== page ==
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In-Depth Guide for TERA on Linux: New Year's (and first) edition

This is an illustrated guide on how to get TERA up and running on Linux, achieving maximum performance and documenting several tweaks for usability and integration.

* Foreword
This guide is aimed towards people whom have grown fond of the Linux ecosystem, but still miss the Windows game, TERA. In fact, this guide can be followed to configure any DirectX9 game to their maximum integration with the Wine Windows Compatibility Layer, and to set up any game with Lutris.
Currently, in the meadows of 2019, most developers have been uneager to touch aging technologies such as DirectX9 to OpenGL translation, leaving them to be improved by people in the open-source community who care about playing those games. This is my contribution to them, and my recognition of their work. A formatted version of this guide should be available soon in Reddit and other places. I'll revisit it as time goes, too.

* Installation
We'll first download everything that you need.
Install the packages
wine winetricks
through your package manager or favourite app-store program. This is also going to pull important dependencies.
Download the TERA Launcher for Windows here.
Open the .exe with wine. It should already be the default option.
Log in with your Enmasse account and let the game download.

This is enough to get TERA downloaded, but that's not all what we want. You don't want to have your game be a slideshow, or just plain crash.
If you are looking for this guide, you probably already did it like this and are wondering why it didn't work, but if you didn't, you can disregard everything you just read and skip to the next section.

* Getting Lutris and putting TERA in it
Lutris is the biggest weapon in a Linux gamer's arsenal, unifying Steam, Native, and Windows games and being what PlayOnLinux wasn't. Follow the instructions in the web page here to get it on your system. Also get Wine Staging as instructed.
Excerpt from the lutris.net page:
Lutris is an open gaming platform for Linux. It helps you install and manage your games in a unified interface.
Our goal is to support every game which runs on Linux, from native to Windows games (via Wine) to emulators and browser games. The desktop application and the website are libre software, your contributions are welcome!
Lutris has installation scripts for various editions of TERA here, so you can get it running with one click. We don't want to get rid of your progress if you already downloaded the entire game, so you can still chill in with the guide. There's also a section just for optimization.
Now, let's say you already have TERA downloaded somewhere. All the big, fat gigabytes of it; you can manage all of that with Lutris.
First of all, find where TERA is installed. If you installed it normally on Linux, go to your home folder and navigate here (.wine is a hidden folder):
After having located your TERA Launcher folder, open Lutris.
Click the plus sign to manually add a game, and fill in the basics, such as the name: TERA.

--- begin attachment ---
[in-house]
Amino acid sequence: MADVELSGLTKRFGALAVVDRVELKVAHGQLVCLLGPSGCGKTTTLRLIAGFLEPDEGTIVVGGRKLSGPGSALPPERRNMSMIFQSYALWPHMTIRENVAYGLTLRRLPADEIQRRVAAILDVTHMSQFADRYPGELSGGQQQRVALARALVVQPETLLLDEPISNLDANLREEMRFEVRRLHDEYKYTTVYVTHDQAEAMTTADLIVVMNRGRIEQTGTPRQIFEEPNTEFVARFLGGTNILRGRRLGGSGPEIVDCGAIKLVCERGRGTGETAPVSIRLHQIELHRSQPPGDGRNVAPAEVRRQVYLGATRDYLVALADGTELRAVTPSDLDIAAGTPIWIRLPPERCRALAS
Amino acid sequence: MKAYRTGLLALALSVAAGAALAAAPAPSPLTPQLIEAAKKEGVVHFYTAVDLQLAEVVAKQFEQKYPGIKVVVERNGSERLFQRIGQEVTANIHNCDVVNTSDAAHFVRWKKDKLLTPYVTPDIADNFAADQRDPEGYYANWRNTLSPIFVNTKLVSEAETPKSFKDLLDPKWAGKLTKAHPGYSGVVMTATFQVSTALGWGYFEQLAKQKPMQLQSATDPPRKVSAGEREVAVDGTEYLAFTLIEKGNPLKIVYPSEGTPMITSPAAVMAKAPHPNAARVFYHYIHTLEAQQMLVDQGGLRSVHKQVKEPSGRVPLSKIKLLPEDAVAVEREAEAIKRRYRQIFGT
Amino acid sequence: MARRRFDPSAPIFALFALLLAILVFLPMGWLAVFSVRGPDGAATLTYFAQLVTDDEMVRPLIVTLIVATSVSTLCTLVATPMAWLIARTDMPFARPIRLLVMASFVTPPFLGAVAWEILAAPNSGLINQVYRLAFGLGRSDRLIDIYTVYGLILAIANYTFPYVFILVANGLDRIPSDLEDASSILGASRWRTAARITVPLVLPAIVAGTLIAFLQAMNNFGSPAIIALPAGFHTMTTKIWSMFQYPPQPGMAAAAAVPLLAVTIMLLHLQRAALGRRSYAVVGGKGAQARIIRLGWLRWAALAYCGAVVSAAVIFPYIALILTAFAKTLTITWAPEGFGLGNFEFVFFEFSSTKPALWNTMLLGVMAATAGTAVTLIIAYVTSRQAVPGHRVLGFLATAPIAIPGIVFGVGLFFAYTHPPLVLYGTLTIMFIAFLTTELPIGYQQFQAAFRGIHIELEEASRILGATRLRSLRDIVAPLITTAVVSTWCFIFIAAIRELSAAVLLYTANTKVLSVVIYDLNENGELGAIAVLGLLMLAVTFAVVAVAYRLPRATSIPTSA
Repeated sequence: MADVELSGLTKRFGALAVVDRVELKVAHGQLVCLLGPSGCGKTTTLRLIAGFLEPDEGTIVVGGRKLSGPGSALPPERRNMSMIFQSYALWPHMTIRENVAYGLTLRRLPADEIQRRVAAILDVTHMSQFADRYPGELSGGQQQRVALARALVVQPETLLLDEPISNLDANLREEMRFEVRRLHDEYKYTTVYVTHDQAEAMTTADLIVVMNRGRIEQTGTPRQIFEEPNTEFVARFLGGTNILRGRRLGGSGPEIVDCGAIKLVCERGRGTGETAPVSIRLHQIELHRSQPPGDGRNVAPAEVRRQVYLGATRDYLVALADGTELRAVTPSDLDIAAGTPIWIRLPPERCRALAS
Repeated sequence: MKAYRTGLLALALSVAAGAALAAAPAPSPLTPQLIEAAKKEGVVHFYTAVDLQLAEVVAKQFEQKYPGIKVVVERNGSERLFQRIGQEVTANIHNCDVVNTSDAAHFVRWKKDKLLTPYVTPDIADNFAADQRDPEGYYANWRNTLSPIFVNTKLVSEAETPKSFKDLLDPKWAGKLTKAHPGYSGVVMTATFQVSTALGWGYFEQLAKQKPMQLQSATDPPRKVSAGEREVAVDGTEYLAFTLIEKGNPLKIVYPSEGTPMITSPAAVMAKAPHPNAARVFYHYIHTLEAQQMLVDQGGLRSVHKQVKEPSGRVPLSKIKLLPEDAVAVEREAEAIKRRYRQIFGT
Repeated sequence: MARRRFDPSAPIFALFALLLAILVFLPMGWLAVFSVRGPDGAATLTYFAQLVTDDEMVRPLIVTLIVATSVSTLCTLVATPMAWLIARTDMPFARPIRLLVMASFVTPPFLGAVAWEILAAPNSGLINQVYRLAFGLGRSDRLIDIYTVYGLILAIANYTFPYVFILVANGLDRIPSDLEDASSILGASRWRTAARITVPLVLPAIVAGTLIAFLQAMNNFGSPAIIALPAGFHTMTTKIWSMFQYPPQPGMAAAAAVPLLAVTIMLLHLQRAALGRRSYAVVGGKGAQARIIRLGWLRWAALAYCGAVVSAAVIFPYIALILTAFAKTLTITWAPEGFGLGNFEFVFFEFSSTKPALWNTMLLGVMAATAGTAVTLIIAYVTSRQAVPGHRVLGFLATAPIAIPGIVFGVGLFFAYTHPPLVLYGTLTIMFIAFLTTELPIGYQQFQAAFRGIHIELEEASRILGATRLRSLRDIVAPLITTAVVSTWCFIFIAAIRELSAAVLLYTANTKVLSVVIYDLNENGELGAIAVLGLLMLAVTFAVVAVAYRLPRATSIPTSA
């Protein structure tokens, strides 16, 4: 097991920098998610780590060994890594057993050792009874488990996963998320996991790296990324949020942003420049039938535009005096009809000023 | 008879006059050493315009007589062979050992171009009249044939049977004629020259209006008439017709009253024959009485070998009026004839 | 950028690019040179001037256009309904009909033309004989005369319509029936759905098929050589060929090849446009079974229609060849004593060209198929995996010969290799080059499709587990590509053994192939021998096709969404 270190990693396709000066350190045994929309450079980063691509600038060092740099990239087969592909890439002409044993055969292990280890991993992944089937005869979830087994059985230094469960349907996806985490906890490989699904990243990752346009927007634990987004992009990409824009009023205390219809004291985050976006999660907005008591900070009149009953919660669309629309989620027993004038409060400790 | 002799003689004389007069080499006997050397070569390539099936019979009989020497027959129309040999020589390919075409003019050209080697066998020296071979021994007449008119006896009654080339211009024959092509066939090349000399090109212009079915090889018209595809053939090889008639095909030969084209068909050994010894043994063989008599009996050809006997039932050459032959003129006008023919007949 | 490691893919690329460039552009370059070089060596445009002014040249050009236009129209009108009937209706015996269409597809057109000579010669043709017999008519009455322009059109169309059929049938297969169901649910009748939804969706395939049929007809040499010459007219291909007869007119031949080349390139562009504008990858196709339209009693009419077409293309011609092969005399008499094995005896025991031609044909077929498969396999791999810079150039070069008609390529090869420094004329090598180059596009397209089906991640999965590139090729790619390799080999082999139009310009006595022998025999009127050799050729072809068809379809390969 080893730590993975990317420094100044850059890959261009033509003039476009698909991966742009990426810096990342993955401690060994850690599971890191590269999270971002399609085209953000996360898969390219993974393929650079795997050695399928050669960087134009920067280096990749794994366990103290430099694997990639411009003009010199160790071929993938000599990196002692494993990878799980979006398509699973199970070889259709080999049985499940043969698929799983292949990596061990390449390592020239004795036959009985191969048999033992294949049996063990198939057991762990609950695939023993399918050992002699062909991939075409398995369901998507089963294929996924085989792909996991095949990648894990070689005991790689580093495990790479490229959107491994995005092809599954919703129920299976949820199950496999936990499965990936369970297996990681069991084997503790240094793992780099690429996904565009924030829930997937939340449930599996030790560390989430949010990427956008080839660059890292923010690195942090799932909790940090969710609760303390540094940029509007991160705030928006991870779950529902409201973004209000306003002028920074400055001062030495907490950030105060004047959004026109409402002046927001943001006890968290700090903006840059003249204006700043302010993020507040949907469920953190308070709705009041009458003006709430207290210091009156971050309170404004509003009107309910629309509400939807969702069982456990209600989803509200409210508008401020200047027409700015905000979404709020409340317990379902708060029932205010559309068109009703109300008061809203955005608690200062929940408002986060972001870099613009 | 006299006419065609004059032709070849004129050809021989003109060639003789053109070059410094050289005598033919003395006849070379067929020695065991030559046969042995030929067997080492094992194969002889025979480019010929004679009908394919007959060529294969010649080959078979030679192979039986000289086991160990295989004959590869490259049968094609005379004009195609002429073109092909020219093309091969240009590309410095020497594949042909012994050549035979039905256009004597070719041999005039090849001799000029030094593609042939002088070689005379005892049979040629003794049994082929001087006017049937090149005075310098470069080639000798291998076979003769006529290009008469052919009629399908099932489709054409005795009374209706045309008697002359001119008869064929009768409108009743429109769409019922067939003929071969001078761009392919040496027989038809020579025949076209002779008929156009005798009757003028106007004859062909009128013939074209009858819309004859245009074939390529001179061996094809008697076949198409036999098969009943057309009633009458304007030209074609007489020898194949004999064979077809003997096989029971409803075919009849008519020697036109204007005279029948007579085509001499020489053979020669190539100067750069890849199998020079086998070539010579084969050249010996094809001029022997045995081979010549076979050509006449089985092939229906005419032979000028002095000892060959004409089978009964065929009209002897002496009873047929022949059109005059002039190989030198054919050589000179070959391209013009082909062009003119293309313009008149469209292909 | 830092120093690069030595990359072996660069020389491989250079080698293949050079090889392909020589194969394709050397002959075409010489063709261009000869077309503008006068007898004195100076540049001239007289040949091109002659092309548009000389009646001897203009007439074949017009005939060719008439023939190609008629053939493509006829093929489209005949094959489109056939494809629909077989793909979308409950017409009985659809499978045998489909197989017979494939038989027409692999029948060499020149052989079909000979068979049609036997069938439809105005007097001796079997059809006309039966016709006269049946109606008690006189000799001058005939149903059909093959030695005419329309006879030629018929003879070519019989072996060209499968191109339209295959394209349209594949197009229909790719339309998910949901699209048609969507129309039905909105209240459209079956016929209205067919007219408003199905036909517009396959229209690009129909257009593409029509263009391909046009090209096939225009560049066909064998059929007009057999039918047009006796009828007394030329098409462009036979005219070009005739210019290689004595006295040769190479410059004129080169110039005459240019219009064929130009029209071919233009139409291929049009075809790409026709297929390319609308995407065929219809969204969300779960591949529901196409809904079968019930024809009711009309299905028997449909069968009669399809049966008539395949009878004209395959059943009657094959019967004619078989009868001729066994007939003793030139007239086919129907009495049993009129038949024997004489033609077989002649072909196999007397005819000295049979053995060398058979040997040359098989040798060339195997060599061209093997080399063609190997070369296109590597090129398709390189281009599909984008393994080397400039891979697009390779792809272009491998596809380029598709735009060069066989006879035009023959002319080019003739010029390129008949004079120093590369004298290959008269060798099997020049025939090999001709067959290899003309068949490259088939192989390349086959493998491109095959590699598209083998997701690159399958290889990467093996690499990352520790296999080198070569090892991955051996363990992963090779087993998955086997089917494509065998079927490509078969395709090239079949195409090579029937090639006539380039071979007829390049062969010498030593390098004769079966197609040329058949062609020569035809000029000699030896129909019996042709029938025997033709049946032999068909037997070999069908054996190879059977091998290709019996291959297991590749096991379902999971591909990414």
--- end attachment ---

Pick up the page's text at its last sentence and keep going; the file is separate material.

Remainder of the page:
On the Game Options tab, map everything as shown below, and create an empty folder with any name to be your wineprefix. Here, I chose "WINEṔ" to host TERA, then save it.
Now, back at the home Lutris screen, locate Wine under 'All Runners', right click on it, and select 'Manage versions'. A pop up will appear, scroll down to esync-staging-pba and download the 3.16 version. It will not work with newer, unless you upgrade to the tkg wine that is slower on DirectX9.
Once downloaded, restart Lutris so it automatically grabs you a fancy banner for TERA. Now, right click on the TERA banner, and select 'Configure'. Navigate to 'Runner Options' and select the wine we just downloaded under 'Wine version'.
This being said, you're ready to play the game. See the next section for optional optimization tweaks if you need them, or just want to learn more about Wine patches and Linux.

* Optimizing Wine for TERA
This part assumes you are now familliar getting around the Lutris interface. It's pretty intuitive, so you might get the hang of it like any other application.
Configure > Runner Options > Enable DXVK Ah, if only TERA was a DirectX12/11 game. Unfortunately, we can't use our shiny new Vulkan renderer with TERA. This option does not affect TERA.
Configure > Runner Options > Enable Esync Esync is a major performance boost for all games. See here how to set it up on the Lutris wiki.
Configure > Game Options > Prefix Architecture Set to 64-bit for a minor performance boost. You may need to make a new wineprefix folder for this.
Configure > System Options > Enable Feral gamemode see this and this. FERAL Gamemode activates several optimizations in the underlying Linux system while, and only while you are playing a game.
Close the launcher when the game starts For some reason, the Tera Launcher is a huge CPU hog and will steal an entire core from the actual game. Just as the splash screen appears, close the launcher. The game won't notice it, and you'll get a massive performance boost.


  • edited December 2018
    I have a request.
    If you are a maintainer of this forum, see if this is applicable to be stickied. This guide took some effort and experimentation to make, and others may want to see this before it disappears into the other pages.

    Edit: seeing as the post rate of this forum section is really low, this guide may not even need to be stickied, as it would probably be outdated by then.

  • StevenAnthonyStevenAnthony ✭✭✭✭
    Very Thanks for the guide

    Im finaly run tera under ubutub 18.04 since 2017

  • dude this is perfect, yes I agree it should be permanent somewhere.

    Set it to fav so I will try this later, tks again. good work.
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